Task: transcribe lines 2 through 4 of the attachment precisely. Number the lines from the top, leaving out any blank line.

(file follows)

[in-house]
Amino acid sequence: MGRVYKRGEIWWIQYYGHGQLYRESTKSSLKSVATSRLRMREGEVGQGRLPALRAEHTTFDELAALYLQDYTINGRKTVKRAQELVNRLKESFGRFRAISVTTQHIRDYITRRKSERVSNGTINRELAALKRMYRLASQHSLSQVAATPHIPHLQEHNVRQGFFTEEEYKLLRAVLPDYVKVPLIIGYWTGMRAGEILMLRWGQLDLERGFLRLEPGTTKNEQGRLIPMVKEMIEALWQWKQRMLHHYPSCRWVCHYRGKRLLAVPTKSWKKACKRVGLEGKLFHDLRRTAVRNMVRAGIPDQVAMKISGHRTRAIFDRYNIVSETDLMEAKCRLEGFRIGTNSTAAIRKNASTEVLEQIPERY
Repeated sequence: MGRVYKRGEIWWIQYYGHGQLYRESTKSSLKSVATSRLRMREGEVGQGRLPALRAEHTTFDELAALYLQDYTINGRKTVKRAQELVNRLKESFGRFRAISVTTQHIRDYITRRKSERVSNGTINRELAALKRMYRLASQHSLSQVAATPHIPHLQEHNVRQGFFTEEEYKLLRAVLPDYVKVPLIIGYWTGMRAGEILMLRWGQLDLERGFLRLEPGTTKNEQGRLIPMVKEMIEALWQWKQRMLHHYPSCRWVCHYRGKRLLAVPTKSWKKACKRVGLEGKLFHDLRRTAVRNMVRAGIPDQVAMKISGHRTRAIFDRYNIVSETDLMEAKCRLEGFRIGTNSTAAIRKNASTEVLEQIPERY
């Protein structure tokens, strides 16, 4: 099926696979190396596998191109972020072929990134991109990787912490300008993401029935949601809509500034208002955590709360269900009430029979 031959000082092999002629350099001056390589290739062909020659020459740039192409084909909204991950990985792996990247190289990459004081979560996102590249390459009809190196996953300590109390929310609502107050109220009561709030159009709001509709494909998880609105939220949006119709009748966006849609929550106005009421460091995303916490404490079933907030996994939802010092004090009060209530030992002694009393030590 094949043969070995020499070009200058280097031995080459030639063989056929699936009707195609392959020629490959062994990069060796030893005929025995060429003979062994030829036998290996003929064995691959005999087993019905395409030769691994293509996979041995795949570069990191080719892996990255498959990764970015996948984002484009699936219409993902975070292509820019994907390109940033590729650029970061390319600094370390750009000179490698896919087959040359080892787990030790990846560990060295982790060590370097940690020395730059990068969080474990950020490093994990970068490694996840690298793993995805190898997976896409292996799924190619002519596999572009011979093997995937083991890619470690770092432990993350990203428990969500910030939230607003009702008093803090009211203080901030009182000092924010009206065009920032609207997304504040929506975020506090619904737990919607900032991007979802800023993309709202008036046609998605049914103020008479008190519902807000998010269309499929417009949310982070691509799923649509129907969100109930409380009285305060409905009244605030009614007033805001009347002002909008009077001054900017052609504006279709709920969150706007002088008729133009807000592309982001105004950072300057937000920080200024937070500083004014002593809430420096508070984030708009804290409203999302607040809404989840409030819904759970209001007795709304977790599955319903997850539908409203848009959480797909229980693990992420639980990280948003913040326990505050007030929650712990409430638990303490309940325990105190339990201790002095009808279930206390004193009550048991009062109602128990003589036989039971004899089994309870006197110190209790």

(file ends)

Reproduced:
Amino acid sequence: MGRVYKRGEIWWIQYYGHGQLYRESTKSSLKSVATSRLRMREGEVGQGRLPALRAEHTTFDELAALYLQDYTINGRKTVKRAQELVNRLKESFGRFRAISVTTQHIRDYITRRKSERVSNGTINRELAALKRMYRLASQHSLSQVAATPHIPHLQEHNVRQGFFTEEEYKLLRAVLPDYVKVPLIIGYWTGMRAGEILMLRWGQLDLERGFLRLEPGTTKNEQGRLIPMVKEMIEALWQWKQRMLHHYPSCRWVCHYRGKRLLAVPTKSWKKACKRVGLEGKLFHDLRRTAVRNMVRAGIPDQVAMKISGHRTRAIFDRYNIVSETDLMEAKCRLEGFRIGTNSTAAIRKNASTEVLEQIPERY
Repeated sequence: MGRVYKRGEIWWIQYYGHGQLYRESTKSSLKSVATSRLRMREGEVGQGRLPALRAEHTTFDELAALYLQDYTINGRKTVKRAQELVNRLKESFGRFRAISVTTQHIRDYITRRKSERVSNGTINRELAALKRMYRLASQHSLSQVAATPHIPHLQEHNVRQGFFTEEEYKLLRAVLPDYVKVPLIIGYWTGMRAGEILMLRWGQLDLERGFLRLEPGTTKNEQGRLIPMVKEMIEALWQWKQRMLHHYPSCRWVCHYRGKRLLAVPTKSWKKACKRVGLEGKLFHDLRRTAVRNMVRAGIPDQVAMKISGHRTRAIFDRYNIVSETDLMEAKCRLEGFRIGTNSTAAIRKNASTEVLEQIPERY
């Protein structure tokens, strides 16, 4: 099926696979190396596998191109972020072929990134991109990787912490300008993401029935949601809509500034208002955590709360269900009430029979 031959000082092999002629350099001056390589290739062909020659020459740039192409084909909204991950990985792996990247190289990459004081979560996102590249390459009809190196996953300590109390929310609502107050109220009561709030159009709001509709494909998880609105939220949006119709009748966006849609929550106005009421460091995303916490404490079933907030996994939802010092004090009060209530030992002694009393030590 094949043969070995020499070009200058280097031995080459030639063989056929699936009707195609392959020629490959062994990069060796030893005929025995060429003979062994030829036998290996003929064995691959005999087993019905395409030769691994293509996979041995795949570069990191080719892996990255498959990764970015996948984002484009699936219409993902975070292509820019994907390109940033590729650029970061390319600094370390750009000179490698896919087959040359080892787990030790990846560990060295982790060590370097940690020395730059990068969080474990950020490093994990970068490694996840690298793993995805190898997976896409292996799924190619002519596999572009011979093997995937083991890619470690770092432990993350990203428990969500910030939230607003009702008093803090009211203080901030009182000092924010009206065009920032609207997304504040929506975020506090619904737990919607900032991007979802800023993309709202008036046609998605049914103020008479008190519902807000998010269309499929417009949310982070691509799923649509129907969100109930409380009285305060409905009244605030009614007033805001009347002002909008009077001054900017052609504006279709709920969150706007002088008729133009807000592309982001105004950072300057937000920080200024937070500083004014002593809430420096508070984030708009804290409203999302607040809404989840409030819904759970209001007795709304977790599955319903997850539908409203848009959480797909229980693990992420639980990280948003913040326990505050007030929650712990409430638990303490309940325990105190339990201790002095009808279930206390004193009550048991009062109602128990003589036989039971004899089994309870006197110190209790």